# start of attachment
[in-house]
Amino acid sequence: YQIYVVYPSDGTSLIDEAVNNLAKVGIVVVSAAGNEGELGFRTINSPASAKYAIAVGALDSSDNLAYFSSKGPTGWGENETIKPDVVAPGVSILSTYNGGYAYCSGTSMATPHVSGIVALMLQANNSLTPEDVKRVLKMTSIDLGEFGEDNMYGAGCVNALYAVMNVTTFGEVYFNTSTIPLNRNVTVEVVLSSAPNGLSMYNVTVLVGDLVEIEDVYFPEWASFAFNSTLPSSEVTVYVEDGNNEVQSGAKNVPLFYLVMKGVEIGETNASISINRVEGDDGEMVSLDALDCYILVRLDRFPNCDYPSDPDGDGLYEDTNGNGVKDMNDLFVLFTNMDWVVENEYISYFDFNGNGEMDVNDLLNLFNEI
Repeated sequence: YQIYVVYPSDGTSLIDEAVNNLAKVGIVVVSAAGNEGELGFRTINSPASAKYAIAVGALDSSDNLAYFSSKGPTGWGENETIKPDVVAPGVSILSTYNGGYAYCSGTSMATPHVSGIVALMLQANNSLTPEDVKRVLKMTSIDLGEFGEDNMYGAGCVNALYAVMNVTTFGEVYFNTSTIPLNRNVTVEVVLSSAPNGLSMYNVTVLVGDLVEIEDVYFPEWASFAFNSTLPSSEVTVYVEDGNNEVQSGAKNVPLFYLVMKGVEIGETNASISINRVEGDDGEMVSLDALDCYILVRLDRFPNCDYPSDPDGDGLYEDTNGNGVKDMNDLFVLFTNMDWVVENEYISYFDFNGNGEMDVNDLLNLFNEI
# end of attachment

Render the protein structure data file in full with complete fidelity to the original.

[in-house]
Amino acid sequence: YQIYVVYPSDGTSLIDEAVNNLAKVGIVVVSAAGNEGELGFRTINSPASAKYAIAVGALDSSDNLAYFSSKGPTGWGENETIKPDVVAPGVSILSTYNGGYAYCSGTSMATPHVSGIVALMLQANNSLTPEDVKRVLKMTSIDLGEFGEDNMYGAGCVNALYAVMNVTTFGEVYFNTSTIPLNRNVTVEVVLSSAPNGLSMYNVTVLVGDLVEIEDVYFPEWASFAFNSTLPSSEVTVYVEDGNNEVQSGAKNVPLFYLVMKGVEIGETNASISINRVEGDDGEMVSLDALDCYILVRLDRFPNCDYPSDPDGDGLYEDTNGNGVKDMNDLFVLFTNMDWVVENEYISYFDFNGNGEMDVNDLLNLFNEI
Repeated sequence: YQIYVVYPSDGTSLIDEAVNNLAKVGIVVVSAAGNEGELGFRTINSPASAKYAIAVGALDSSDNLAYFSSKGPTGWGENETIKPDVVAPGVSILSTYNGGYAYCSGTSMATPHVSGIVALMLQANNSLTPEDVKRVLKMTSIDLGEFGEDNMYGAGCVNALYAVMNVTTFGEVYFNTSTIPLNRNVTVEVVLSSAPNGLSMYNVTVLVGDLVEIEDVYFPEWASFAFNSTLPSSEVTVYVEDGNNEVQSGAKNVPLFYLVMKGVEIGETNASISINRVEGDDGEMVSLDALDCYILVRLDRFPNCDYPSDPDGDGLYEDTNGNGVKDMNDLFVLFTNMDWVVENEYISYFDFNGNGEMDVNDLLNLFNEI